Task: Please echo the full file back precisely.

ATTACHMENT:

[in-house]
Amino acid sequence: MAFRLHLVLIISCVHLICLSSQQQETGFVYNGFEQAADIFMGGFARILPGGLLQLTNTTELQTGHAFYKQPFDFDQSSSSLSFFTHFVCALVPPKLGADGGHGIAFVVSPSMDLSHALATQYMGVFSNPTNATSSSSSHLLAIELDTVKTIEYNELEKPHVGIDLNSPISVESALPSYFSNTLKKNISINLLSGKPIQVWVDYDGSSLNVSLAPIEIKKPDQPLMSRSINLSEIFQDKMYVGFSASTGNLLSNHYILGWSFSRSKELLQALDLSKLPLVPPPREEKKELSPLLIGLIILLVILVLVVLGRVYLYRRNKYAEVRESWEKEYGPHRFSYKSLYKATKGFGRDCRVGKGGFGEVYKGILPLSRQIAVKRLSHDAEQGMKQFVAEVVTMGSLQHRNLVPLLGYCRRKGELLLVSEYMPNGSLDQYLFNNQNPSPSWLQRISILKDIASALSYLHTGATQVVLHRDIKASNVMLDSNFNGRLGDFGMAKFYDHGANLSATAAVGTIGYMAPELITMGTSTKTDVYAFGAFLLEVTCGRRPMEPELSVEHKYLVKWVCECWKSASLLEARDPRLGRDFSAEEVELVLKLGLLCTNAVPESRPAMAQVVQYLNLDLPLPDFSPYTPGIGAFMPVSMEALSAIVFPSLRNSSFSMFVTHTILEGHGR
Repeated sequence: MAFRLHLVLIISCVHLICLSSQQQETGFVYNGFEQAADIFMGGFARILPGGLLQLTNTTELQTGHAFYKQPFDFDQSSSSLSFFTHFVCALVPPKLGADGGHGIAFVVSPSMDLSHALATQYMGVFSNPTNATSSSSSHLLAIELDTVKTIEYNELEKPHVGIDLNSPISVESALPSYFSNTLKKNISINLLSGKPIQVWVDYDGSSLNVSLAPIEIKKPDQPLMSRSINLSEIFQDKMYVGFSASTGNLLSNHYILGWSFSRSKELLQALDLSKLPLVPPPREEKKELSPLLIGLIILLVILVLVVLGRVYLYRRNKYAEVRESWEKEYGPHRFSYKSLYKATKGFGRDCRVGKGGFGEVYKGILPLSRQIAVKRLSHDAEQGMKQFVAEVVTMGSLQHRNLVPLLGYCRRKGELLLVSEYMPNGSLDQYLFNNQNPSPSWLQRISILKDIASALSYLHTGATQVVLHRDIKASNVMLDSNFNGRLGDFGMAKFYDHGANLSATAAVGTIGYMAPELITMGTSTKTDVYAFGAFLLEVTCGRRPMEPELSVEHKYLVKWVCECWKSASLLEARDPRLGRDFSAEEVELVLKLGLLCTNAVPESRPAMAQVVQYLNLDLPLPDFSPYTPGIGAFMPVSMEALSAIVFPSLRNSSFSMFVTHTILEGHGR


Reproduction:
[in-house]
Amino acid sequence: MAFRLHLVLIISCVHLICLSSQQQETGFVYNGFEQAADIFMGGFARILPGGLLQLTNTTELQTGHAFYKQPFDFDQSSSSLSFFTHFVCALVPPKLGADGGHGIAFVVSPSMDLSHALATQYMGVFSNPTNATSSSSSHLLAIELDTVKTIEYNELEKPHVGIDLNSPISVESALPSYFSNTLKKNISINLLSGKPIQVWVDYDGSSLNVSLAPIEIKKPDQPLMSRSINLSEIFQDKMYVGFSASTGNLLSNHYILGWSFSRSKELLQALDLSKLPLVPPPREEKKELSPLLIGLIILLVILVLVVLGRVYLYRRNKYAEVRESWEKEYGPHRFSYKSLYKATKGFGRDCRVGKGGFGEVYKGILPLSRQIAVKRLSHDAEQGMKQFVAEVVTMGSLQHRNLVPLLGYCRRKGELLLVSEYMPNGSLDQYLFNNQNPSPSWLQRISILKDIASALSYLHTGATQVVLHRDIKASNVMLDSNFNGRLGDFGMAKFYDHGANLSATAAVGTIGYMAPELITMGTSTKTDVYAFGAFLLEVTCGRRPMEPELSVEHKYLVKWVCECWKSASLLEARDPRLGRDFSAEEVELVLKLGLLCTNAVPESRPAMAQVVQYLNLDLPLPDFSPYTPGIGAFMPVSMEALSAIVFPSLRNSSFSMFVTHTILEGHGR
Repeated sequence: MAFRLHLVLIISCVHLICLSSQQQETGFVYNGFEQAADIFMGGFARILPGGLLQLTNTTELQTGHAFYKQPFDFDQSSSSLSFFTHFVCALVPPKLGADGGHGIAFVVSPSMDLSHALATQYMGVFSNPTNATSSSSSHLLAIELDTVKTIEYNELEKPHVGIDLNSPISVESALPSYFSNTLKKNISINLLSGKPIQVWVDYDGSSLNVSLAPIEIKKPDQPLMSRSINLSEIFQDKMYVGFSASTGNLLSNHYILGWSFSRSKELLQALDLSKLPLVPPPREEKKELSPLLIGLIILLVILVLVVLGRVYLYRRNKYAEVRESWEKEYGPHRFSYKSLYKATKGFGRDCRVGKGGFGEVYKGILPLSRQIAVKRLSHDAEQGMKQFVAEVVTMGSLQHRNLVPLLGYCRRKGELLLVSEYMPNGSLDQYLFNNQNPSPSWLQRISILKDIASALSYLHTGATQVVLHRDIKASNVMLDSNFNGRLGDFGMAKFYDHGANLSATAAVGTIGYMAPELITMGTSTKTDVYAFGAFLLEVTCGRRPMEPELSVEHKYLVKWVCECWKSASLLEARDPRLGRDFSAEEVELVLKLGLLCTNAVPESRPAMAQVVQYLNLDLPLPDFSPYTPGIGAFMPVSMEALSAIVFPSLRNSSFSMFVTHTILEGHGR